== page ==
Last week we were happy to finally release v2 of DocArray, a sandbox project under the LF AI & Data Foundation, released under the open-source Apache-2.0 License.
DocArray is a library for representing, storing, and sending multimodal data, especially focused on machine learning. The new version is a complete rewrite from the ground up, featuring a unified API for several vector databases and Pydantic-style syntax.
DocArray handles your data while integrating seamlessly with the rest of your Python and ML ecosystem:
- Native compatibility for NumPy, PyTorch, and TensorFlow, including for model training use cases
- Built on Pydantic and out-of-the-box compatible with FastAPI and Jina
- Support for vector databases like Weaviate, Qdrant, ElasticSearch, and HNSWLib
- Send data as JSON over HTTP or as Protobuf over gRPC
What’s new in DocArray v2?
If you’ve used older versions of DocArray, you may be familiar with its dataclass API.
DocArray v2 is that idea, taken seriously. Every document is created through the dataclass-like interface, courtesy of Pydantic.
This gives the following advantages:
- Flexibility: No need to conform to a fixed set of fields — your data defines the schema.
- Multimodality: Easily store multiple modalities and multiple embeddings in the same Document.
- Language agnostic: At their core, Documents are just dictionaries. This makes it easy to create and send them from any language, not just Python.
You may also be familiar with our old Document Stores for vector database integration. They are now called Document Indexes and offer the following improvements:
- Hybrid search: You can now combine vector search with text search and even filter by arbitrary fields.
- Production-ready: The new Document Indexes are a much thinner wrapper around the various vector DB libraries, making them more robust and easier to maintain.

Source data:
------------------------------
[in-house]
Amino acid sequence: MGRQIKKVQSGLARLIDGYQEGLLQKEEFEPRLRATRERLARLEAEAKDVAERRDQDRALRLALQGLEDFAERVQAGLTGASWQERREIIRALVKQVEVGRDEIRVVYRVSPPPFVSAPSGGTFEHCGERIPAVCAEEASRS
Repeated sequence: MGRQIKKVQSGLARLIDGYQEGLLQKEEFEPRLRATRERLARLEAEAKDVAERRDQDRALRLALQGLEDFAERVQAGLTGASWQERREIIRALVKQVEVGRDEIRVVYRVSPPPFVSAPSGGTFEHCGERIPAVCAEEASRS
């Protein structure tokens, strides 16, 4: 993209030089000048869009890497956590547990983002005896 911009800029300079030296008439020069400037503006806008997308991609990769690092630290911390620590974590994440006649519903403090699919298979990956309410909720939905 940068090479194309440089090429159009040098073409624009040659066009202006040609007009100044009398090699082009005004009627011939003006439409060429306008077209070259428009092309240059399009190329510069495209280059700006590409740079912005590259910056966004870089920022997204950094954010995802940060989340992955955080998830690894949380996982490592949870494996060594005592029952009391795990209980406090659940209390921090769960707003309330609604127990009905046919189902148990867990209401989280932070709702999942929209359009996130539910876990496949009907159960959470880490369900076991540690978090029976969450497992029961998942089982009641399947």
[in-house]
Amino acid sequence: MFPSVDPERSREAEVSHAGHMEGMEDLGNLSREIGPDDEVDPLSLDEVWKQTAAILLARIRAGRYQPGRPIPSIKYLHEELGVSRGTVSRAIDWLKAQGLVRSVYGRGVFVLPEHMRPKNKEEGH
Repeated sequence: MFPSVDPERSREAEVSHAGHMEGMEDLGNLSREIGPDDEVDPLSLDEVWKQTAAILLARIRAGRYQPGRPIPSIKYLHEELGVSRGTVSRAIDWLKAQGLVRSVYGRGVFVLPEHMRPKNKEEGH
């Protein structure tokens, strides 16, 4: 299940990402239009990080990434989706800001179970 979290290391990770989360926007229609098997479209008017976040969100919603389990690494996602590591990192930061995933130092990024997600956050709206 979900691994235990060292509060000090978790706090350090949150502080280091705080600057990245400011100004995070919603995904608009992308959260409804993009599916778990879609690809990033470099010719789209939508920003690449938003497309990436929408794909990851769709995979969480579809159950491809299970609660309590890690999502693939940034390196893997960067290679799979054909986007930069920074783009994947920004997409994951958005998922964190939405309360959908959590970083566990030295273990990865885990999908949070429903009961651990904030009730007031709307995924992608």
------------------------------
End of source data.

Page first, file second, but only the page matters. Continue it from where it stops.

- Increased flexibility: We strive to support any configuration or setting that you could perform through the DB’s first-party client.
For now, Document Indexes support Weaviate, Qdrant, ElasticSearch, and HNSWLib, with more to come.
Check our release note to see the full changelog.
DocArray makes representing, storing, and sending multimodal data easily, especially if you’re focused on machine learning. Let’s dig in a bit deeper.
DocArray allows you to represent your data, in an ML-native way. This is useful for different use cases:
- You are training a model: There are tensors of different shapes and sizes flying around, representing different things, and you want to keep a straight head about them.
- You are serving a model: For example through FastAPI, and you want to specify your API endpoints.
- You are parsing data: For later use in your ML or data science applications.
Coming from Pydantic? You should be happy to hear that DocArray is built on top of, and is fully compatible with, Pydantic! Also, we have a dedicated section just for you!
Put simply, DocArray lets you represent your data in a data class-like way, with ML as a first-class citizen:
DocArray allows you to send your data in an ML-native way.
This means there is native support for Protobuf and gRPC, on top of HTTP and serialization to JSON, JSONSchema, Base64, and Bytes.
This is useful for different use cases:
- You are serving a model, for example through Jina or FastAPI
- You are distributing your model across machines and need to send your data between nodes
- You are building a microservice architecture and need to send your data between microservices
Whenever you want to send your data, you need to serialize it, so let’s take a look at how that works with DocArray:
Once you’ve modeled your data, and maybe sent it around, usually you want to store it somewhere. DocArray has you covered!
Document Stores let you, well, store your Documents, locally or remotely, all with the same user interface:
- On disk as a file in your local file system
- On AWS S3
- On Jina AI Cloud
Document Indexes let you index your Documents in a vector database for efficient similarity-based retrieval.
This is useful for:
- Augmenting LLMs and Chatbots with domain knowledge (Retrieval Augmented Generation)
- Neural search applications
- Recommender systems
Currently, Document Indexes support Weaviate, Qdrant, ElasticSearch, and HNSWLib, with more to come!
To install DocArray from the CLI, run the following command:
Get started with DocArray v2
To get started:
If you use DocArray or want to get involved in its development, we’d love to see you on our Discord server. Come say hi and make your first contribution to the project!